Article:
lnu.sePublications
Change search
CiteExportLink to record
Permanent link

Direct link
Cite
Citation style
  • apa
  • harvard1
  • ieee
  • modern-language-association-8th-edition
  • vancouver
  • Other style
More styles
Language
  • de-DE
  • en-GB
  • en-US
  • fi-FI
  • nn-NO
  • nn-NB
  • sv-SE
  • Other locale
More languages
Output format
  • html
  • text
  • asciidoc
  • rtf
From egocentric to inherent interpretation of framför 'in front of' and bakom 'behind' among Swedish children
Linnaeus University, Faculty of Humanities and Social Sciences, School of Language and Literature. Umeå University.ORCID iD: 0000-0003-0983-6333
2010 (English)In: Experimental Approaches to the Perception and Production of Language Variation (ExAPP), Groningen, November 11, 2010, 2010Conference paper, Poster (Refereed)
Abstract [en]

The locative terms in front of and behind express a position in relation to the front and back of a reference object (RO) (see e.g. Clark 1973, Kuczaj & Maratsos 1975). If the RO has an intrinsic front and back (featured RO, e.g. a car), in front of is associated with the front and behind with the back (intrinsic interpretation). If the RO lacks an intrinsic front and back (non-featured RO, e.g. a ball), an egocentric interpretation is triggered. In front of is either associated with the side facing the observer (asymmetrical egocentric interpretation), or with the far side (symmetrical egocentric interpretation), while behind is associated with the side opposite to in front of. The present study investigates how featured and non-featured ROs affect Swedish children’s and adults’ understanding of framför ‘in front of’ and bakom ‘behind’.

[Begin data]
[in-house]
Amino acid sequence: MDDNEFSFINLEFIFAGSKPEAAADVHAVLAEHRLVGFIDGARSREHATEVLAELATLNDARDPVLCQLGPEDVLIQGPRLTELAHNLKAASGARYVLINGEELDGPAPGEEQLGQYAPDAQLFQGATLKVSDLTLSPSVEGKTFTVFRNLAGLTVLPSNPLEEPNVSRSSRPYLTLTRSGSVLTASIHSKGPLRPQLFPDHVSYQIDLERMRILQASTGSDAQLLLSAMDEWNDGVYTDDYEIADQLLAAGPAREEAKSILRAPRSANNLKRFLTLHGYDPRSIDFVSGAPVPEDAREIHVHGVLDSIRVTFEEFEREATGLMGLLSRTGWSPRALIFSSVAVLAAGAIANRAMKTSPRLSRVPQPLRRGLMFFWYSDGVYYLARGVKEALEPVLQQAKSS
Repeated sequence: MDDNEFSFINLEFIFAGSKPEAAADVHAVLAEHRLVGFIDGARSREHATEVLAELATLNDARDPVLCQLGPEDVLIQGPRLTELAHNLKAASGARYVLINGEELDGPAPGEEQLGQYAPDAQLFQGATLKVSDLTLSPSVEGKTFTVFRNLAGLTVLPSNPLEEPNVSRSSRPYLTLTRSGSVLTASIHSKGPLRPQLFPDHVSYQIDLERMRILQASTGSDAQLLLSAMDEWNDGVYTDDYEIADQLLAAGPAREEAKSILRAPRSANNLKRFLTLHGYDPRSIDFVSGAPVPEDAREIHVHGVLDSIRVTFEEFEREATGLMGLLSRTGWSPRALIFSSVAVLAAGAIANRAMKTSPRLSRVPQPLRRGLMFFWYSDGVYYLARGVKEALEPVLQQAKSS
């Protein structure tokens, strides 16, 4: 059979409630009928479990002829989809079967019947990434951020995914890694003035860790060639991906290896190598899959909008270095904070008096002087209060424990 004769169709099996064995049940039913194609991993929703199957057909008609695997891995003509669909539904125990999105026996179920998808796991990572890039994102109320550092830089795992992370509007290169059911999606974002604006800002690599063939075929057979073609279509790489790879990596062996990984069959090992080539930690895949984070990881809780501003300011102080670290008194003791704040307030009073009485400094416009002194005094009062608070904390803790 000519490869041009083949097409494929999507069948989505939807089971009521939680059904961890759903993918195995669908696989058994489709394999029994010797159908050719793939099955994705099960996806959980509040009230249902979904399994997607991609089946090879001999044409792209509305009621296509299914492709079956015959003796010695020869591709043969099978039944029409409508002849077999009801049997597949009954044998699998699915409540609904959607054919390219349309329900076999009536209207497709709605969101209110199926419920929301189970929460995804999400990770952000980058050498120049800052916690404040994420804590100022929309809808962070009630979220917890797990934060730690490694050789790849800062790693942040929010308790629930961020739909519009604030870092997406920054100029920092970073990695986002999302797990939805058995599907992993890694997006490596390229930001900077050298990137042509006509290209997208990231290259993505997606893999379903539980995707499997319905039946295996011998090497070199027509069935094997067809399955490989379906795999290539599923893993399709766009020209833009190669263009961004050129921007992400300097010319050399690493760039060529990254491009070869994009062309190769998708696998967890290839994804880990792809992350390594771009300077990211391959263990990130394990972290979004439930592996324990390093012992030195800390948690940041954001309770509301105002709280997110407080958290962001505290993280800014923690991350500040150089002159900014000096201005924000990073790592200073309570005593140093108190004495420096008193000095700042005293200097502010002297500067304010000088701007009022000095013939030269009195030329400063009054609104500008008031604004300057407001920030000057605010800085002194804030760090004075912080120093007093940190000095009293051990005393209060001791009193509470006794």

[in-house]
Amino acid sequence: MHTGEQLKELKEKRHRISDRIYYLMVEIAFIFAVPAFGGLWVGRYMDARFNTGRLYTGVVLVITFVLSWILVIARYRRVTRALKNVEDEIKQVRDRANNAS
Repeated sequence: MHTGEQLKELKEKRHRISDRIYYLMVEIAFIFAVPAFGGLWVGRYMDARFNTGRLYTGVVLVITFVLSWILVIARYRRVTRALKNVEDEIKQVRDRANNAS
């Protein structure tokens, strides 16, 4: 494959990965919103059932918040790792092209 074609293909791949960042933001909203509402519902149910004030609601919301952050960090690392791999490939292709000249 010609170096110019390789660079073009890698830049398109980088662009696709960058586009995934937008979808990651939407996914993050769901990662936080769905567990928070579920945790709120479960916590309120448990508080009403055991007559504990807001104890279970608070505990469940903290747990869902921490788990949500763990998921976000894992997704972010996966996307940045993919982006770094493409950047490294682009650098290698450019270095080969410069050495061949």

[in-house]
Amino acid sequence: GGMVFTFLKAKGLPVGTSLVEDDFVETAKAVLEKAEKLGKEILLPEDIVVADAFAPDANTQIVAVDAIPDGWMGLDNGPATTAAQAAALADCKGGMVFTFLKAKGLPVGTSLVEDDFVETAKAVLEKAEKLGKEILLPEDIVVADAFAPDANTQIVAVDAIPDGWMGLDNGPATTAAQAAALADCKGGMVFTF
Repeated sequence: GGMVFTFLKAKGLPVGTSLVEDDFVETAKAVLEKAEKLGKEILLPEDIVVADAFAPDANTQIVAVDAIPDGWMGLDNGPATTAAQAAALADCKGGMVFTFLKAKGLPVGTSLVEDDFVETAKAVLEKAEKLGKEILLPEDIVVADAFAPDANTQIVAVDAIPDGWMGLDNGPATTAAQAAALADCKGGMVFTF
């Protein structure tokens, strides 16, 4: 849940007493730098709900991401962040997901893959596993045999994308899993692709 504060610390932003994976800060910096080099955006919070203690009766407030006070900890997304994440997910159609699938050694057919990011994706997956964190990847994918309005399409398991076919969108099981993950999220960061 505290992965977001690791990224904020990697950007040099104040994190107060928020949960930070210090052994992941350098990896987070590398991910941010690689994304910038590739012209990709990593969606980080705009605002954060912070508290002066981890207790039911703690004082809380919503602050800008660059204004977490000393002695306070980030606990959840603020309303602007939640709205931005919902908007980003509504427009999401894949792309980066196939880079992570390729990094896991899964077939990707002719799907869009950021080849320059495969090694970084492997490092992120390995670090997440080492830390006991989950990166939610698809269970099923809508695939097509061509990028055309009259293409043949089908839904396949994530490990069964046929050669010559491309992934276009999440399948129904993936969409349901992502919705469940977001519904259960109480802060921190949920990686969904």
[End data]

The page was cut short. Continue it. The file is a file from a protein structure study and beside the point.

In one experiment, children and adults were asked to place a small object (e.g. a piece of Lego) in front of and behind an RO. In a second experiment, children and adults were asked to judge whether a small object was placed in front of and behind an RO. Subjects were 44 Swedish adults and 41 Swedish children (2-5 years old), grouped into ‘young children’ (2-3 years) and ‘old children’ (4-5 years). Subjects were allotted to featured and non-featured ROs. All subjects heard 8 targets; children also heard 8 controls of simple spatial relations (in and on) and yes- and no-answers.

Main results show that adults prefer an intrinsic interpretation with featured ROs, significantly more often than both child groups. Both child groups show a large proportion of egocentric interpretation, younger children displaying a slight preference for the asymmetrical and older children for the symmetrical. This pattern is reinforced with non-featured ROs, where younger children prefer the asymmetrical significantly more often than older children and adults.

The results are discussed in relation to previous research and to theoretical notions such as image schemas (e.g. Johnson 1987) and perspective (e.g. Langacker 1987).

Place, publisher, year, edition, pages
2010.
National Category
Specific Languages
Research subject
Humanities, Linguistics; Humanities, Swedish
Identifiers
URN: urn:nbn:se:lnu:diva-59522OAI: oai:DiVA.org:lnu-59522DiVA: diva2:1060276
Conference
Experimental Approaches to the Perception and Production of Language Variation (ExAPP), Groningen, November 11, 2010
Available from: 2016-12-28 Created: 2016-12-28 Last updated: 2017-03-02Bibliographically approved

Open Access in DiVA

No full text

Search in DiVA

By author/editor
Waldmann, Christian
By organisation
School of Language and Literature
Specific Languages

Search outside of DiVA

GoogleGoogle Scholar

Total: 14 hits
CiteExportLink to record
Permanent link

Direct link
Cite
Citation style
  • apa
  • harvard1
  • ieee
  • modern-language-association-8th-edition
  • vancouver
  • Other style
More styles
Language
  • de-DE
  • en-GB
  • en-US
  • fi-FI
  • nn-NO
  • nn-NB
  • sv-SE
  • Other locale
More languages
Output format
  • html
  • text
  • asciidoc
  • rtf